What happens if the tenant files for bankruptcy? In this situation, they may be able to file an “automatic stay” which would only delay their eviction by another 30 days but the good news is that the eviction would still move forward.

failure to cure property management

Hiring an attorney or self-representation?

Once you move forward with evicting your tenant from your rental property, you’re going to be faced with the question of should you hire an attorney to represent yourself or should you opt for self-representation?

Although the eviction process is easier in some states than others, the reality is that an eviction is a legal proceeding and you should at the very least consult with an attorney before moving forward with evicting your tenant.

If you don’t feel comfortable representing yourself in court, I suggest hiring an attorney because they could save you the time, money and hassle of saying the wrong thing in court, not having enough evidence or doing something wrong which could make it easy for your tenant to stay in the property on a mere technicality.

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Failure To Cure – Tips for Hiring the Right Attorney

#1 – Contact The State Bar – This is the smartest move to make because they can always refer you to a licensed attorney in the local area.

#2 – Review an Online Attorney Service – Let’s say that you don’t want to hire an attorney just yet, in this case, you should consider consulting with an attorney online because they may be able to answer your legal questions and refer you to an attorney in the local area.

#3 – Ask For Referrals – If you have friends or family members who may have used an attorney in the past, especially for real estate matters, you should consider asking them for a referral to their attorney because it will save you time and money to get referred to an attorney by someone that you know.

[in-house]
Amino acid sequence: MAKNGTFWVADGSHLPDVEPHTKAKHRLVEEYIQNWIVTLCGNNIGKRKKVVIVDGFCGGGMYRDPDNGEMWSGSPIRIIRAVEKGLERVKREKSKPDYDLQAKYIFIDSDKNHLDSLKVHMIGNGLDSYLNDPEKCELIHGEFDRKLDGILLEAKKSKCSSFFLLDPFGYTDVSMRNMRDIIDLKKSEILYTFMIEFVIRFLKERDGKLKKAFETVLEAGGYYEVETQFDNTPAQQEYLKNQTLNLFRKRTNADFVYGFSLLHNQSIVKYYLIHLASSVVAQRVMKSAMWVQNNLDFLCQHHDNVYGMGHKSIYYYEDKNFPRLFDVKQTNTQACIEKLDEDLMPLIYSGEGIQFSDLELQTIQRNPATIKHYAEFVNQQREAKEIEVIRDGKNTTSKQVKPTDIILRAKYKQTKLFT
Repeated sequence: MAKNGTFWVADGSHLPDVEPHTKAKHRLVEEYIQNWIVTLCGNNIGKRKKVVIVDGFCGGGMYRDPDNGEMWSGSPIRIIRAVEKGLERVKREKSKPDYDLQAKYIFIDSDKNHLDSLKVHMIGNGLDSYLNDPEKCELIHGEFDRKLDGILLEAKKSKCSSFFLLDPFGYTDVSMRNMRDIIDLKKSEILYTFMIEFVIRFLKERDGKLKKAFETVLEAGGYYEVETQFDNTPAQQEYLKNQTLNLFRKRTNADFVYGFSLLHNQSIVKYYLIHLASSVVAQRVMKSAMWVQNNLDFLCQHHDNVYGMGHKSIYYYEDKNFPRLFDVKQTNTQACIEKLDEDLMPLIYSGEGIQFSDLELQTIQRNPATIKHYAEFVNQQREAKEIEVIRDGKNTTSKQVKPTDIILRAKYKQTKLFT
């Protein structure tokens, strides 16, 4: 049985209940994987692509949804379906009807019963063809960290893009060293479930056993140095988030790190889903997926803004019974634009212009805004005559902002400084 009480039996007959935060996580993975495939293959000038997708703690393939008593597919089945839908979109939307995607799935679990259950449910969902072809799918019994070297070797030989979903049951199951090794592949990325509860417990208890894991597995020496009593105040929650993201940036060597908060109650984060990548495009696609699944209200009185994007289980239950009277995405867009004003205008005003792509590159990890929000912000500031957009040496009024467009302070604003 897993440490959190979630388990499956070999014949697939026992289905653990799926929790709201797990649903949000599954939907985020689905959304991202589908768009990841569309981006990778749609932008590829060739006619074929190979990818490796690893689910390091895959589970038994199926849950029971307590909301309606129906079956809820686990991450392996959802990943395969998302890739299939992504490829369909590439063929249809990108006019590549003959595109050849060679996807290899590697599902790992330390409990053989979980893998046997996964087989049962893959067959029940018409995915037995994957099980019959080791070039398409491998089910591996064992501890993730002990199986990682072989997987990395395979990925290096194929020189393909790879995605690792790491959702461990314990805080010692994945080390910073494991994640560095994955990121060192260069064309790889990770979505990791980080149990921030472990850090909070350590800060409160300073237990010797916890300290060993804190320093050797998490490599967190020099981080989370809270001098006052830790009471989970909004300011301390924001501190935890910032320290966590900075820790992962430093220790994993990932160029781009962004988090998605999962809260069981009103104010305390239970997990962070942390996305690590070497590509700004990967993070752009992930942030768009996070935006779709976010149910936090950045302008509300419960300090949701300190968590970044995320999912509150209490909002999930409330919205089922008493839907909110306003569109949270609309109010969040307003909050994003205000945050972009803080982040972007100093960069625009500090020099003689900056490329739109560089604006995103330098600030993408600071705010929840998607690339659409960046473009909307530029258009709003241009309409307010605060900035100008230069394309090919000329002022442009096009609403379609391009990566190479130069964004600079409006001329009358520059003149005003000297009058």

#4 – Make Sure They Offer Excellent Service – During the process of hiring an attorney it’s best to hire someone who offers excellent service and demonstrates their commitment to service BEFORE you hire them. If they are not accessible before you hire them, this is a good indicator of the level of service you will receive after you become their client.

#5 – Always Ask Lots of Questions – When initially consulting with an attorney, always ask lots of questions about their level of service, ideas, and recommendations about your case. This is important because it will show you if they really are experienced with landlord-tenant law or not. If you don’t feel comfortable with their level of service, don’t hesitate to continue looking for an attorney until you find someone that you want to work with.

failure to cure information

Summons and Complaint

If you move forward with filing a summons and complaint, it’s best to first check with the regulations with the state of Oregon regarding what type of documentation must be followed when evicting a tenant.

There are endless reasons that you can take a tenant to court. Some of the more common reasons a landlord can sue a tenant include unpaid rent, unpaid utility bills, damage to the rental property, unapproved alterations to the rental, recovering lost rent or your tenant’s illegal move out.


Contact Rent Portland Homes

Do you need property management help in the Portland area? If so, contact Rent Portland Homes today by clicking here to connect with us through our website